Manufacturers Focus on Cost Reduction, But Ignore Energy Inefficiency, Report Says
By: Appliance April 15, 2014
Insufficient communication and too much emphasis on controlling factory capital expenditures means that manufacturers pay massive energy-inefficiency costs over the lifetime of their plants, according to research firm IHS.
“There is a significant disconnect between those who make decisions regarding industrial capital expenditures, and those who are tasked with managing the costs of manufacturing operations,” said Alex Chausovsky, manager and principal analyst, Motor-Driven Systems and Industrial Automation, at IHS. “Individuals making capital-expenditure decisions when building new industrial facilities rarely, if ever, consider the long-term costs associated with projects."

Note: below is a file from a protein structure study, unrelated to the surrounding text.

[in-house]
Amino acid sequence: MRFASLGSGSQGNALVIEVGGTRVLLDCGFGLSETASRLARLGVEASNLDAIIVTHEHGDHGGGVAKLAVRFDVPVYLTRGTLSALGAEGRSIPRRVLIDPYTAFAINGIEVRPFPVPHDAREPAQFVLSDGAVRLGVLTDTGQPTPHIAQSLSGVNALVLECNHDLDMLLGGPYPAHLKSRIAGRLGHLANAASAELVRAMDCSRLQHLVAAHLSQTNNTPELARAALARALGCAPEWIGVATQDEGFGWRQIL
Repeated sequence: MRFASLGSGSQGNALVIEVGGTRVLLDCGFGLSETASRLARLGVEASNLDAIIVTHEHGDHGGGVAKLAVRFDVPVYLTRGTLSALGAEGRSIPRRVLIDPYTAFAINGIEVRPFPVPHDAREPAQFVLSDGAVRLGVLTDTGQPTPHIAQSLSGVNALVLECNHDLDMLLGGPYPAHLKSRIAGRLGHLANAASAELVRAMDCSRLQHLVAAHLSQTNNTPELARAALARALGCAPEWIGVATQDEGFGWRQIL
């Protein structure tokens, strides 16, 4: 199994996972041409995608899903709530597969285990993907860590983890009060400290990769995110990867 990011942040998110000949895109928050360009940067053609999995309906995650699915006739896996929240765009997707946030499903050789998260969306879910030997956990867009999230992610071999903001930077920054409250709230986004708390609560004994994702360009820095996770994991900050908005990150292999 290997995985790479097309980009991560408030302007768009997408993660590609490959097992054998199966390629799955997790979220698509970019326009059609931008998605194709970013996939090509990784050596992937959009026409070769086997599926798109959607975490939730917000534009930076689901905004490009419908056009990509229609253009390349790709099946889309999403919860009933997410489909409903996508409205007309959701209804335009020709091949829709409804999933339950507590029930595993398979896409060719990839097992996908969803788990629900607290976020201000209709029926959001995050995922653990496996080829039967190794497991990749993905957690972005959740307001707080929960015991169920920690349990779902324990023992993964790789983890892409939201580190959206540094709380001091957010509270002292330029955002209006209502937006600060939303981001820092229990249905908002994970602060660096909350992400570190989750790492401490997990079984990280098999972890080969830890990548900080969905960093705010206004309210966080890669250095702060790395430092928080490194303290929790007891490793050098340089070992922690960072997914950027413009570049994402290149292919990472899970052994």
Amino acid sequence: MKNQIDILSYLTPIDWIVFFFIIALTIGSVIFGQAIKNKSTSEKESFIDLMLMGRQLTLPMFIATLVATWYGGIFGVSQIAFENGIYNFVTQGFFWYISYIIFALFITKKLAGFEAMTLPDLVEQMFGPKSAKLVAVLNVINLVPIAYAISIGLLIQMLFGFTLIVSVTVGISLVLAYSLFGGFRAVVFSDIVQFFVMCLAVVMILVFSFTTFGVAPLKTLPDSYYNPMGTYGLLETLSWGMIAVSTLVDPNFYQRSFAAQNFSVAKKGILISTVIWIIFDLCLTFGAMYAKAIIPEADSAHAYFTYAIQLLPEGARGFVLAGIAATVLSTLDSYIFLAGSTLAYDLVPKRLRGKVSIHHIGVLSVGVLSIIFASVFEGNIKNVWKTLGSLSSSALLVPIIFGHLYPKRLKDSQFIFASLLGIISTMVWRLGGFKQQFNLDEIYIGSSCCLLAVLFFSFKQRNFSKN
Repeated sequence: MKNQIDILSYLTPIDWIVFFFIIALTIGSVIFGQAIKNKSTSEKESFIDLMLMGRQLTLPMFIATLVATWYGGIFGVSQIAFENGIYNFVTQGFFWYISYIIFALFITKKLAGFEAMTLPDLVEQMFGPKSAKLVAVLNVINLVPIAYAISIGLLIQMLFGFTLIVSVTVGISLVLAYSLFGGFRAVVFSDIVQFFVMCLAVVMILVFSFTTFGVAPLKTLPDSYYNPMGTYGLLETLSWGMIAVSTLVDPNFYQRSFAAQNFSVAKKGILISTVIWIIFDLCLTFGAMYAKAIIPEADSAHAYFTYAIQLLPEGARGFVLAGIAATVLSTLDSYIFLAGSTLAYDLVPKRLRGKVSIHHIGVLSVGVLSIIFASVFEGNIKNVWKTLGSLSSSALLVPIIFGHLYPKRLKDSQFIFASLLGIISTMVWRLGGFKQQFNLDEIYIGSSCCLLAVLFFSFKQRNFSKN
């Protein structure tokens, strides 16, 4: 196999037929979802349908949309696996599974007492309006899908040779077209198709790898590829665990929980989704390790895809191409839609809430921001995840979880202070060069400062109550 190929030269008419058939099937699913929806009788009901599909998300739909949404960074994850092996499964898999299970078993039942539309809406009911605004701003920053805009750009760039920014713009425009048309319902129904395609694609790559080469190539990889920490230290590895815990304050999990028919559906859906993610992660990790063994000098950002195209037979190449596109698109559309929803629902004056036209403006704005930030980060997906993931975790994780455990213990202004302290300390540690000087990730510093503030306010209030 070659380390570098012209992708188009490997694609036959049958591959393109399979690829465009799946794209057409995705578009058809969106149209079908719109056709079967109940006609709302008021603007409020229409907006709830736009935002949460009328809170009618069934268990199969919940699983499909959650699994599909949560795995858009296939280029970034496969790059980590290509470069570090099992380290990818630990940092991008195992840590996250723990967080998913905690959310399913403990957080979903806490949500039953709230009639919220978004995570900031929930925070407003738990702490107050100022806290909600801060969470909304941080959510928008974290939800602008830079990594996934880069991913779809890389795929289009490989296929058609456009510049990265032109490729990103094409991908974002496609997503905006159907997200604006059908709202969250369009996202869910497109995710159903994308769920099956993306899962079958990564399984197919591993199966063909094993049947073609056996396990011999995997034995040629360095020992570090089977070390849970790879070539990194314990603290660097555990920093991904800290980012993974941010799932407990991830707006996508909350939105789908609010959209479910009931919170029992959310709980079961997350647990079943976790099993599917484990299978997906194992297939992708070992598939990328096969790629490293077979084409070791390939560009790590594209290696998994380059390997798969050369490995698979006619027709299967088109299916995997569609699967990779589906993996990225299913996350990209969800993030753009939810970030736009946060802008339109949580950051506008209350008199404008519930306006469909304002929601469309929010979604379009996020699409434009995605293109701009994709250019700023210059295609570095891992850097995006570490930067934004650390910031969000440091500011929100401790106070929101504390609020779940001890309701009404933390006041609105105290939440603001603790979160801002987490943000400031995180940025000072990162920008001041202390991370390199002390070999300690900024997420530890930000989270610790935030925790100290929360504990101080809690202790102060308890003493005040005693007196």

The means that decision makers consistently make initial purchase price the priority, rather than total cost-of-ownership. Energy efficiency doesn't factor in to the decision-making process.
"Operators that take over these projects after their completion are often faced with much larger energy bills than they would have if the most efficient equipment had been specified during the construction phase of the project," Chausovsky said.